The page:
The study protocol was approved by the ethics committee of our institution. All participants gave written informed consent before inclusion into the study. The time course of the study protocol is outlined in Fig. 1. All patients had a dietary consultation after the screening examination and were advised to keep their lifestyle habits unchanged throughout the study. Visits for control of compliance and assessment of side effects were conducted every 4 weeks. All measurements were performed once in healthy volunteers.

Tests of renal function.

Renal plasma flow (RPF) and glomerular filtration rate (GFR) were determined by constant infusion technique of para-aminohippurate (PAH; Merck, Whitehouse Station, NJ) and inulin (Inutest; Fesenius Kabi, Graz, Austria), respectively, as published by Cole et al. (8). Briefly, after an overnight fast, bolus doses of inulin and PAH were given intravenously, followed by a constant infusion of both agents at a rate calculated to maintain constant blood levels. A steady state between infusion and renal excretion was reached after 150 min of infusion. Blood samples were taken for determination of PAH and inulin, and thereafter N-monomethyl-l-arginine-acetate (l-NMMA) (Clinalfa, Läufelingen, Switzerland) was administered intravenously for inhibition of NO synthase at a total dose of 4.25 mg/kg body wt over 30 min, as described by Delles et al. (9). Subsequently, a further blood sample was taken to measure levels of inulin and PAH.

Blood pressure was determined using an automatic device (Dinamap pro 200; Criticon, Tampa, Mexico). Means of three measurements are presented. All participants rested in a supine position and were encouraged to drink water (15 ml/kg) throughout the renal function test. Filtration fraction was calculated as GFR-to-RPF ratio. Renal vascular resistance was calculated as mean arterial pressure (MAP) × (1-hematocrit)/RPF.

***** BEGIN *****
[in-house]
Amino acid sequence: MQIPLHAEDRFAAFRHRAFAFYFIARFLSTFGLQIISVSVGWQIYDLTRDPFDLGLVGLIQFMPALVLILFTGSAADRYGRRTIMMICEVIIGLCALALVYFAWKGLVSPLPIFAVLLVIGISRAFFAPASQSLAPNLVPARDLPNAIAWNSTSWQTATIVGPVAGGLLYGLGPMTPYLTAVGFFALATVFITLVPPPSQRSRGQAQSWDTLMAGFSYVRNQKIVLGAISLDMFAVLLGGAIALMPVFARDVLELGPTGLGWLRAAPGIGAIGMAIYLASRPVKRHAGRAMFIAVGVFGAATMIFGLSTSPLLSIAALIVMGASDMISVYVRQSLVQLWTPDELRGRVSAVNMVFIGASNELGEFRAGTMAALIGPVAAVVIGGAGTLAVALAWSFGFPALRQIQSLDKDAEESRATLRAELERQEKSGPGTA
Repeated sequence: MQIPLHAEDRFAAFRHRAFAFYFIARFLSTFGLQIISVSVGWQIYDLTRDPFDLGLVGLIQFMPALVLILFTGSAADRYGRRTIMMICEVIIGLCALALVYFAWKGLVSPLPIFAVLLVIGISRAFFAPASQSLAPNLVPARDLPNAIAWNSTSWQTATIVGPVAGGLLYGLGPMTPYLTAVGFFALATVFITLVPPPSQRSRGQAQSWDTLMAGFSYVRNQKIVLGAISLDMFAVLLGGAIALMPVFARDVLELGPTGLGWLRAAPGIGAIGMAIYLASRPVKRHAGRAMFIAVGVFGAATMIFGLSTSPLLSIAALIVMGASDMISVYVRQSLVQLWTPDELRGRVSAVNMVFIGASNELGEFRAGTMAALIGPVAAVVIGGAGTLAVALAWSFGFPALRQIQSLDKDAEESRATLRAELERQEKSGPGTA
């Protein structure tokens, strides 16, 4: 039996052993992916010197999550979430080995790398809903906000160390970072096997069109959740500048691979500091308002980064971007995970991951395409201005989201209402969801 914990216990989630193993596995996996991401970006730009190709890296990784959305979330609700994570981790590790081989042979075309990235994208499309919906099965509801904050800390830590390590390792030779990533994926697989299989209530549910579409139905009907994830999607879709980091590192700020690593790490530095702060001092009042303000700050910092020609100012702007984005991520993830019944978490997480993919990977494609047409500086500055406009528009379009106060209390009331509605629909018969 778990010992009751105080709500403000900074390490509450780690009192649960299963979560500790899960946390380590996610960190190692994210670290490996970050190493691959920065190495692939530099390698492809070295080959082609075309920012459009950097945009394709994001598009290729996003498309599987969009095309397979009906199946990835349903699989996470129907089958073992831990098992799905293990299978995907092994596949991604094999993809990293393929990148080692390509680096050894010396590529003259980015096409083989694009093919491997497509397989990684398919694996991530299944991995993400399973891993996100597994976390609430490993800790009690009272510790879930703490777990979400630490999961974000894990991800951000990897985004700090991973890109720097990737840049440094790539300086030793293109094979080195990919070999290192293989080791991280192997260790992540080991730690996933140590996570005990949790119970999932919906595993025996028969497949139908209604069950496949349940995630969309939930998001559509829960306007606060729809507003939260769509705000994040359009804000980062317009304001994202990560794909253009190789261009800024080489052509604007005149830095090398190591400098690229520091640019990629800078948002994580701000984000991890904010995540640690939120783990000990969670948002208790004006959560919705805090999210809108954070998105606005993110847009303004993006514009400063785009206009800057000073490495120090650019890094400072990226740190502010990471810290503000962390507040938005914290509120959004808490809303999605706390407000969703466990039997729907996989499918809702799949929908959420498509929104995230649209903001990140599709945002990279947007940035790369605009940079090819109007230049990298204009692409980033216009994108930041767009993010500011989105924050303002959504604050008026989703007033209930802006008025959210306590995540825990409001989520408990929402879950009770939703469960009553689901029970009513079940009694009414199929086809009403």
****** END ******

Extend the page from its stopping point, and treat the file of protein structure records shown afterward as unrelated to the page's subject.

Euglycemic-hyperinsulinemic clamp.

The euglycemic-hyperinsulinemic clamp technique was applied as described (10). After an overnight fast, blood samples for measurements of baseline plasma glucose and baseline plasma insulin levels were taken. Thereafter, an intravenous insulin infusion was given in descending dosage calculated on the basis of body surface area for 10 min. From the 11th min onwards, insulin was administered at a constant infusion rate of 60 mU/(m2 min). Twenty percent glucose solution was infused to keep the plasma glucose concentration steady at 5.5 mmol/l (5.3–5.7 mmol/l) over the duration of the clamp procedure. Insulin sensitivity index (Mc) was calculated as the quantity of glucose metabolized divided by the measured plasma insulin concentration, normalized for body weight.

Biochemical analysis.

Blood samples for determination of inulin and PAH were centrifuged immediately and stored at −80°C until measurement after completion of the entire study. PAH was measured using the modified Bratton-Marshall reaction (11). Inulin was determined by the anthrone method (12). Each blood sample was measured in triplicate. We used the calculated mean of the three measurements for determination of clearances. Inulin and PAH clearance rates were calculated from serum concentrations and infusion rates.

Cholesterol and triglyceride measurements were done using the CHOD-PAP and GPO-PAP test kit (Roche Diagnostics, Basel, Switzerland). Plasma insulin was measured by enzyme immunosorbent assay (Bio-Source, Fleurus, Belgium). Plasma renin activity was measured by radioimmunoassay (Schering, Berlin, Germany). Blood samples for determination of plasma renin activity were collected from study participants after a resting period of 2.5 h in a supine position. All participants were asked for a 24-h urine collection on the day before each renal function test. We determined urinary protein, albumin, electrolytes, and creatinin.

Statistical analyses.

All data are reported as means ± SE. Tests for order and sequence effects of study medication yielded nonsignificant results. Comparisons of continuous variables were performed by two-way ANOVA or Student’s t test for paired samples. Correlation was calculated using Pearson’s correlation coefficient. Statistical significance was considered at the 5% level. All analyses were performed using SPSS version 11.0 for Windows.